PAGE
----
Financial assistance under the SURE instrument will take the form of a loan from the EU to the Member States that request support.

To finance the loans to Member States, the Commission will borrow on financial markets. The Commission would then provide the loans to Member States on favourable conditions. Member States would, therefore, benefit from the EU’s strong credit rating and low borrowing costs.

The loans will be underpinned by a system of voluntary guarantees from Member States committed to the EU. The instrument will start to function once all Member States have committed to those guarantees.

How will the conditions of each loan be decided?

These loans should be used by Member States to finance short-time work schemes for employees or similar measures for the self-employed.

Following a request by a Member State for financial assistance, the Commission would consult the Member State concerned to verify the extent of the increase in public expenditure that is directly related to the creation or extension of short-time work schemes and similar measures for self-employed. This consultation will help the Commission to properly evaluate the terms of the loan, including the amount, the maximum average maturity, pricing, and the technical modalities for implementation.

On the basis of the consultation, the Commission would present a proposal for a decision to the Council to provide financial assistance.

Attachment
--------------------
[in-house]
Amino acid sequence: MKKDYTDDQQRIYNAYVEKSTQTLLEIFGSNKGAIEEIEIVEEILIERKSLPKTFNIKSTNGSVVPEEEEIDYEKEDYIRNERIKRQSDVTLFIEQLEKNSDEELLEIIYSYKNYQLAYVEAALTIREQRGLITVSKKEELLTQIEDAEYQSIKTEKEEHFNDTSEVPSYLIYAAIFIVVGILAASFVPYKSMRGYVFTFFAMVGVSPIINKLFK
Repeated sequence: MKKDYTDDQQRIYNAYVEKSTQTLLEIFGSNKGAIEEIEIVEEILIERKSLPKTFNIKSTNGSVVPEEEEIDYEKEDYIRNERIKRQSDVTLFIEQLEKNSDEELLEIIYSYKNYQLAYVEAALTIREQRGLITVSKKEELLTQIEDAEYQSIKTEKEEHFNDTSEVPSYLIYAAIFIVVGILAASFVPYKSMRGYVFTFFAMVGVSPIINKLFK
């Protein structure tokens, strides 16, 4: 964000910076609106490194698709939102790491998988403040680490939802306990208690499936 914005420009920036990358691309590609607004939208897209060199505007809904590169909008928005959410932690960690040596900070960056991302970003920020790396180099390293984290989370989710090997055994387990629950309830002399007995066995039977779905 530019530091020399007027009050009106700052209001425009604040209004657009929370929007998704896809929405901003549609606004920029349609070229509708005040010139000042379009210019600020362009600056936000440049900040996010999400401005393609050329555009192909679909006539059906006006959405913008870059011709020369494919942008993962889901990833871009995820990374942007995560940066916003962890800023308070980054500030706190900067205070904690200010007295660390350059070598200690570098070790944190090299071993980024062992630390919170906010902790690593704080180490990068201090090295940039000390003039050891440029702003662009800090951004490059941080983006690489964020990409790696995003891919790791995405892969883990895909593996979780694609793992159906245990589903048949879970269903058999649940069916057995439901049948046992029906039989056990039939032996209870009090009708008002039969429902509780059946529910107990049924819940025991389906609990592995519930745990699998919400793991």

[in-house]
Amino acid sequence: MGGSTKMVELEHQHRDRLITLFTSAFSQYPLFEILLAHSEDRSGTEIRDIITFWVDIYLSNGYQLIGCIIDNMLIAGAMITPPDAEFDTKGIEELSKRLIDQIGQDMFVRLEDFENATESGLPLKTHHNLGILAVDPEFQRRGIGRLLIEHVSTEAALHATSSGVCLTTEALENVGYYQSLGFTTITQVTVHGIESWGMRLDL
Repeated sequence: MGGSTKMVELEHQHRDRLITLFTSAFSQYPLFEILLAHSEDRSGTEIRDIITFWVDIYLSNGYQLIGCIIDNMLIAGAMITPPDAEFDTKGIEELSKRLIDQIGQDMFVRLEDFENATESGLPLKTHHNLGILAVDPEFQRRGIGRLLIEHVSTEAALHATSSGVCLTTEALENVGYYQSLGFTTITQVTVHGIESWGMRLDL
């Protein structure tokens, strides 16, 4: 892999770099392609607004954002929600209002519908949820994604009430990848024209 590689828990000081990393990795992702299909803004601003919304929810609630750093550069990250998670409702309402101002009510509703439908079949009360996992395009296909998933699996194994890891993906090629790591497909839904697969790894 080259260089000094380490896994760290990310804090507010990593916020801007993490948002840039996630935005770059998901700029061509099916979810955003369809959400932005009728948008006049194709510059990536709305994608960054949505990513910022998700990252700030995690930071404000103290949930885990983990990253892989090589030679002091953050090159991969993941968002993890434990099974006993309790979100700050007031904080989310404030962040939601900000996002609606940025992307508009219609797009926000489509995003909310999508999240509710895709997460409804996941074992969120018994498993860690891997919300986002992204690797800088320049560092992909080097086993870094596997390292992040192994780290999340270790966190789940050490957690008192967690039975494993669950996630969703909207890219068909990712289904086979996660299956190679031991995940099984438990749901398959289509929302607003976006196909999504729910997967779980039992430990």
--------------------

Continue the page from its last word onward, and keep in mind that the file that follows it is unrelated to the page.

Once approved, the financial assistance will take the form of a loan from the European Union to the Member State requesting support.

How will the guarantee system work?

Loans provided to Member State under the SURE instrument would be underpinned by a system of voluntary guarantees from Member States. This will allow the Commission to expand the volume of loans that can be provided to Member States.

This guarantee system is necessary to achieve the necessary capacity while at the same time ensuring a prudent financing of the SURE instrument.

To this end, a minimum amount of committed guarantees (i.e. 25% of the maximum amount of loans of €100 billion) is needed.

How does this instrument relate to the previously announced European Unemployment Reinsurance Scheme?

In the Communication setting out its coordinated economic response to the coronavirus pandemic, the Commission committed to accelerating the preparation of its legislative proposal for a European Unemployment Reinsurance Scheme.

The SURE instrument is the emergency operationalisation of the European Unemployment Reinsurance Scheme and is designed specifically to respond immediately to the challenges presented by coronavirus pandemic.

It in no way precludes the establishment of a future permanent unemployment reinsurance scheme.